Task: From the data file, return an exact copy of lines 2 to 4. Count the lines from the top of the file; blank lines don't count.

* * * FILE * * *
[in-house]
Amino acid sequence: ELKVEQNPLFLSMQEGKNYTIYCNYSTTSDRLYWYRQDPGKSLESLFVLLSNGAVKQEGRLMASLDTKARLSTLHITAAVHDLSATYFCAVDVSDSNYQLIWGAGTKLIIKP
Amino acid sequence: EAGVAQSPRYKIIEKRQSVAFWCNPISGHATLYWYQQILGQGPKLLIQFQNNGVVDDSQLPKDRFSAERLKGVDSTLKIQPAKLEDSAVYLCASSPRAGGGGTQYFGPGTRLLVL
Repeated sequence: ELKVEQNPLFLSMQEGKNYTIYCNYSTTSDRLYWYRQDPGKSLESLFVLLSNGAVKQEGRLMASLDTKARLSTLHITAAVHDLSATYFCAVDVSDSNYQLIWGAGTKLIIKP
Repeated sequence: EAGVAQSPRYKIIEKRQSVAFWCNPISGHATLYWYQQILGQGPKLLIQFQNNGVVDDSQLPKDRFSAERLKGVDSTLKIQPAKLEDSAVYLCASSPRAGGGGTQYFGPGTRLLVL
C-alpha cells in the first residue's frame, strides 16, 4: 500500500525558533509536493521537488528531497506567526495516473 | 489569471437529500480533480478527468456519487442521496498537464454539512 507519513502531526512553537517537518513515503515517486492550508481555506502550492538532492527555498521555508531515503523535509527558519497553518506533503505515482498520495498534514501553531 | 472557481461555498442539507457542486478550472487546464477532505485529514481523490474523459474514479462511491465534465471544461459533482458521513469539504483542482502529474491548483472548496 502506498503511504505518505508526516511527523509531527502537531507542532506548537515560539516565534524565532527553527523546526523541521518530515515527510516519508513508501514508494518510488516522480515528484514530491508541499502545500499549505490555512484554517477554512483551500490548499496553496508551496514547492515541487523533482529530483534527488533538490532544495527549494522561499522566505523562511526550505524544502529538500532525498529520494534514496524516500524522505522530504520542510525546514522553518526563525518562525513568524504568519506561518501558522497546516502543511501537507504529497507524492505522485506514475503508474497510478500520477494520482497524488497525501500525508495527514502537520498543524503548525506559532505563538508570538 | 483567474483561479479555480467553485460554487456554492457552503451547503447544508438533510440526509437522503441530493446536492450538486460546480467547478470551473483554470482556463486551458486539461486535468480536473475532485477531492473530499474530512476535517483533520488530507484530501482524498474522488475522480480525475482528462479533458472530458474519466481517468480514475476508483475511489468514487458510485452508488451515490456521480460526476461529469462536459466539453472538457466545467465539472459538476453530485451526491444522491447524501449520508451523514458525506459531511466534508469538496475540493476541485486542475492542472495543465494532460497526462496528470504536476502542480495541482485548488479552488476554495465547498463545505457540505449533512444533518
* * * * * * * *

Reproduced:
Amino acid sequence: ELKVEQNPLFLSMQEGKNYTIYCNYSTTSDRLYWYRQDPGKSLESLFVLLSNGAVKQEGRLMASLDTKARLSTLHITAAVHDLSATYFCAVDVSDSNYQLIWGAGTKLIIKP
Amino acid sequence: EAGVAQSPRYKIIEKRQSVAFWCNPISGHATLYWYQQILGQGPKLLIQFQNNGVVDDSQLPKDRFSAERLKGVDSTLKIQPAKLEDSAVYLCASSPRAGGGGTQYFGPGTRLLVL
Repeated sequence: ELKVEQNPLFLSMQEGKNYTIYCNYSTTSDRLYWYRQDPGKSLESLFVLLSNGAVKQEGRLMASLDTKARLSTLHITAAVHDLSATYFCAVDVSDSNYQLIWGAGTKLIIKP